Narrated By: Saskia Maarleveld
Duration: 10 hours and 32 minutes
What to expect
The year is 1739. Eliza Lucas is sixteen years old when her father leaves her in charge of their family’s three plantations in rural South Carolina and then proceeds to bleed the estates dry in pursuit of his military ambitions. Tensions with the British, and with the Spanish in Florida, just a short way down the coast, are rising, and slaves are starting to become restless. Her mother wants nothing more than for their South Carolina endeavor to fail so they can go back to England. Soon her family is in danger of losing everything.
Upon hearing how much the French pay for indigo dye, Eliza believes it’s the key to their salvation. But everyone tells her it’s impossible, and no one will share the secret to making it. Thwarted at nearly every turn, even by her own family, Eliza finds that her only allies are an aging horticulturalist, an older and married gentleman lawyer, and a slave with whom she strikes a dangerous deal: teach her the intricate thousand-year-old secret process of making indigo dye and in return—against the laws of the day—she will teach the slaves to read.
So begins an incredible story of love, dangerous and hidden friendships, ambition, betrayal, and sacrifice.
Based on historical documents, including Eliza’s letters, this is a historical fiction account of how a teenage girl produced indigo dye, which became one of the largest exports out of South Carolina, an export that laid the foundation for the incredible wealth of several Southern families who still live on today. Although largely overlooked by historians, the accomplishments of Eliza Lucas influenced the course of US history. When she passed away in 1793, President George Washington served as a pallbearer at her funeral.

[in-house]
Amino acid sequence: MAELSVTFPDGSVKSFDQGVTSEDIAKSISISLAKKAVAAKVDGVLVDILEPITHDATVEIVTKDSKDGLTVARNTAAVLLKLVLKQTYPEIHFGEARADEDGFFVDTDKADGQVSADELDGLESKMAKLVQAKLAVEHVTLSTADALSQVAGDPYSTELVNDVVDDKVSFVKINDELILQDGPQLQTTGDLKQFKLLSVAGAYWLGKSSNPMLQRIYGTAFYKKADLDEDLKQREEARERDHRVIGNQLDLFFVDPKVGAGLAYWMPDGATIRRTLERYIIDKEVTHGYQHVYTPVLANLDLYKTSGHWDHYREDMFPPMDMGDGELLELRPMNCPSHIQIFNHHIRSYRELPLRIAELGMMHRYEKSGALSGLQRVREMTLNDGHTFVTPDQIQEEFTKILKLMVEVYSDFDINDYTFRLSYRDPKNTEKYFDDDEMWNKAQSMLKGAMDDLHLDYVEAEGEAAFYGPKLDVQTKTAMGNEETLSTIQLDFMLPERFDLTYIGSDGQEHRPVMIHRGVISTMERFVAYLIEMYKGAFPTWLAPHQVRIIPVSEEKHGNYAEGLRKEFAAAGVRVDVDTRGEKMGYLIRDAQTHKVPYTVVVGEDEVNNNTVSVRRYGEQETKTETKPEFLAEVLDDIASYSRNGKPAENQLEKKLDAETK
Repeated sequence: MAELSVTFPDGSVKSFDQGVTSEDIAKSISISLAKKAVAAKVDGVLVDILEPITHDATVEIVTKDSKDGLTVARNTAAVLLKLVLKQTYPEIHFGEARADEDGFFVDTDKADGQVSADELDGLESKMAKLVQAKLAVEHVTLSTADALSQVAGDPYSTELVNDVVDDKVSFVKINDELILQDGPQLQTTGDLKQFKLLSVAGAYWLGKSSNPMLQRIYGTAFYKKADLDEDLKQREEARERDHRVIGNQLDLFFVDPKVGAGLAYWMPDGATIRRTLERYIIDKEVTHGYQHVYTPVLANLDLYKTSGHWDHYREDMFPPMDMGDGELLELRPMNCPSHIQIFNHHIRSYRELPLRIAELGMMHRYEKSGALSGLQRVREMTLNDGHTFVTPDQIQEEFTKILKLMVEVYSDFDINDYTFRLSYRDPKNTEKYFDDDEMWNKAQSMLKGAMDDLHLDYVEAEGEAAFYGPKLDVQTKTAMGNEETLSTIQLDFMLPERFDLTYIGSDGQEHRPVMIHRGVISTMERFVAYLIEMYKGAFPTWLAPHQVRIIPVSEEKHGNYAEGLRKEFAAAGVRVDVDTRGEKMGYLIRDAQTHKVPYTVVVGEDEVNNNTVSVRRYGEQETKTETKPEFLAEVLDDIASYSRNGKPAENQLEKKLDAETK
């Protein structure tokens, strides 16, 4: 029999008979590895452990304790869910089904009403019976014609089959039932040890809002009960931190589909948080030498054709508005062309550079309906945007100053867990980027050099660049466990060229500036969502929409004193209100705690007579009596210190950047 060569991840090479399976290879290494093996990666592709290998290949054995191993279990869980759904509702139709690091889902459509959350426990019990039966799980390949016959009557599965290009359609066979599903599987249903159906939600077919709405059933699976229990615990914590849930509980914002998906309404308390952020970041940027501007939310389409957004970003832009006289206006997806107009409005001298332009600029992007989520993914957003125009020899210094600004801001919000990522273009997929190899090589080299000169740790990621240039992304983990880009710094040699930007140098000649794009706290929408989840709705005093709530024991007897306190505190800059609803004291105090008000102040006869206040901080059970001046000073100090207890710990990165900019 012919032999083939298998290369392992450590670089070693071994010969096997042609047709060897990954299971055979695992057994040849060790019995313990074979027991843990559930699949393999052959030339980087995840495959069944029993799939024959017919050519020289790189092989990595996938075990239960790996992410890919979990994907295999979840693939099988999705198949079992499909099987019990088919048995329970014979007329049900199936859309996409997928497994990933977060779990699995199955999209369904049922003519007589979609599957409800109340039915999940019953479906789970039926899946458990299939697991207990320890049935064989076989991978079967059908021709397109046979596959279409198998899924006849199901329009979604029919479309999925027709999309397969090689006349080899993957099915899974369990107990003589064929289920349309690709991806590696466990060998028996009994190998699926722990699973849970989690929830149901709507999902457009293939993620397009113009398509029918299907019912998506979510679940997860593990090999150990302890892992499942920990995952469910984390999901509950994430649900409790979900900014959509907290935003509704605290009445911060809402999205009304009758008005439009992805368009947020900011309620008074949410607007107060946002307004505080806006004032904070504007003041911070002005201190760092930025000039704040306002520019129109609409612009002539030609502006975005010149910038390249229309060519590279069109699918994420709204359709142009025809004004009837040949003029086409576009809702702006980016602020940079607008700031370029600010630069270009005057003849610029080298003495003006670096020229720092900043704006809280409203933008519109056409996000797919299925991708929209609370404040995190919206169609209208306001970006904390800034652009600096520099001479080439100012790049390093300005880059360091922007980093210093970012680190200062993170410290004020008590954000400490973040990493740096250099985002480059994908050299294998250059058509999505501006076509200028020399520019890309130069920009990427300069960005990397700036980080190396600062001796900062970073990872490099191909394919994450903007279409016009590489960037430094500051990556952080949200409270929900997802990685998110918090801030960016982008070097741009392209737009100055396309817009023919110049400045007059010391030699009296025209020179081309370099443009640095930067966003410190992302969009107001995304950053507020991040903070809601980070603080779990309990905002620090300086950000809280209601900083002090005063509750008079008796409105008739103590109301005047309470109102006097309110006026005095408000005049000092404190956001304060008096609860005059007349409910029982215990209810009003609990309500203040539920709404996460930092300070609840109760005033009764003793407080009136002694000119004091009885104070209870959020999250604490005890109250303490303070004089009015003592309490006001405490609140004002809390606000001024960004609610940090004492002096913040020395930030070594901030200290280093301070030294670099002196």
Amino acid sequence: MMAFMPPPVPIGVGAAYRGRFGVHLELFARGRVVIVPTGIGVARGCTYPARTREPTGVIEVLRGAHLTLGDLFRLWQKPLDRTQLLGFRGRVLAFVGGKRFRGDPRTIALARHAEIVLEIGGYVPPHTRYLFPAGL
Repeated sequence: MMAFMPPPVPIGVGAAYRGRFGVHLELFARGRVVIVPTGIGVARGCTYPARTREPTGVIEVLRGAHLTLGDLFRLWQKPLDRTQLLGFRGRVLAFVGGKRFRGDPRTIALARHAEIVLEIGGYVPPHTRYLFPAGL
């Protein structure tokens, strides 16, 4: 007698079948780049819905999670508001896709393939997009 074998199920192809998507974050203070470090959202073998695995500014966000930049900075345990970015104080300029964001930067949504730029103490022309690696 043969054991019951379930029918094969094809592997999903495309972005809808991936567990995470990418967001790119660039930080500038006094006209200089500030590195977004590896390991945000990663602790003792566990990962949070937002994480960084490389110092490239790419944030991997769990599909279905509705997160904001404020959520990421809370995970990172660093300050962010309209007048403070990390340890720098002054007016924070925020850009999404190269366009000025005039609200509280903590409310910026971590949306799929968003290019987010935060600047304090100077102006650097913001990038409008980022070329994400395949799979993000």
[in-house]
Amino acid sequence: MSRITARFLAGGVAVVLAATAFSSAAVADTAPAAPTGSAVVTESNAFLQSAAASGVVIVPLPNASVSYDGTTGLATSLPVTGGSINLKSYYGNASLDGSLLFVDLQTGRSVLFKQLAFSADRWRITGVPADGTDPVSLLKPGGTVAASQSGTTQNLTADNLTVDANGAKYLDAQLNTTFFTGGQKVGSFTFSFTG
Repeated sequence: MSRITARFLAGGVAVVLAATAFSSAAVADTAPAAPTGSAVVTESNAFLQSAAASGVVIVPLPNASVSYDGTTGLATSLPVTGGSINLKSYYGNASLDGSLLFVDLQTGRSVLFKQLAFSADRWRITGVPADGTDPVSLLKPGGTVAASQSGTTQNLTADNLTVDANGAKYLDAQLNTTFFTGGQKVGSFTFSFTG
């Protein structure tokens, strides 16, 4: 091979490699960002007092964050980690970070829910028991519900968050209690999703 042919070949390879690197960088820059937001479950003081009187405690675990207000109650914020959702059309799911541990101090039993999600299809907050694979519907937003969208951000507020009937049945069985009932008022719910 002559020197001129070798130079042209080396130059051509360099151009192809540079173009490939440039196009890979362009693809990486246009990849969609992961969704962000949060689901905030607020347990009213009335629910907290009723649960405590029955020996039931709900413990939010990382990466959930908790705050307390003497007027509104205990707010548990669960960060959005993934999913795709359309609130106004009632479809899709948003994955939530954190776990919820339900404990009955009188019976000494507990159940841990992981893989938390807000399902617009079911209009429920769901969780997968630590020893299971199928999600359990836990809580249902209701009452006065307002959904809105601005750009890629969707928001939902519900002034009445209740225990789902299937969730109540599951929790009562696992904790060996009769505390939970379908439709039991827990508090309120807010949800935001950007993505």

This book is set between 1739 and 1744, with romance, intrigue, forbidden friendships, and political and financial threats weaving together to form the story of a remarkable young woman whose actions were before their time: the story of the indigo girl.
Historical fiction, Historical fiction, Fiction: general and literary, Family life fiction, Fiction: general and literary, Narrative theme: Sense of place, Fiction: general and literary, Historical romance
Listen to a sample
“If you love historical fiction, this book should be on your fall reading list….It is based on historical documents and the real-life Eliza Lucas.”
“Outstanding…An absolutely wonderful read that will even occasionally bring a tear to one’s eye. Recommended for anyone’s reading list.”
“Pinckney’s legacy as an entrepreneurial innovator and challenger of societal norms is brought vibrantly to life in Natasha Boyd’s historical novel…[and] breathes new life into an absorbing true account of one of South Carolina’s preeminent historical figures…We owe much to Natasha Boyd for this welcome opportunity to hear from Eliza once more.”
“The Indigo Girl is a perfect example of why I adore historical fiction. Natasha Boyd has really outdone herself with her latest novel. With completely immersive writing, she brings to life the story of an exceptional young woman.”
“A tale of incredible romance, intrigue, friendship, and sacrifice proving that, above all, we are all thread together in a complicated, yet beautiful human tapestry.”
“Eliza is an admirable and interesting character, faith-filled and courageous. She becomes even more flesh-and-blood-real because Boyd includes actual excerpts from her writing.”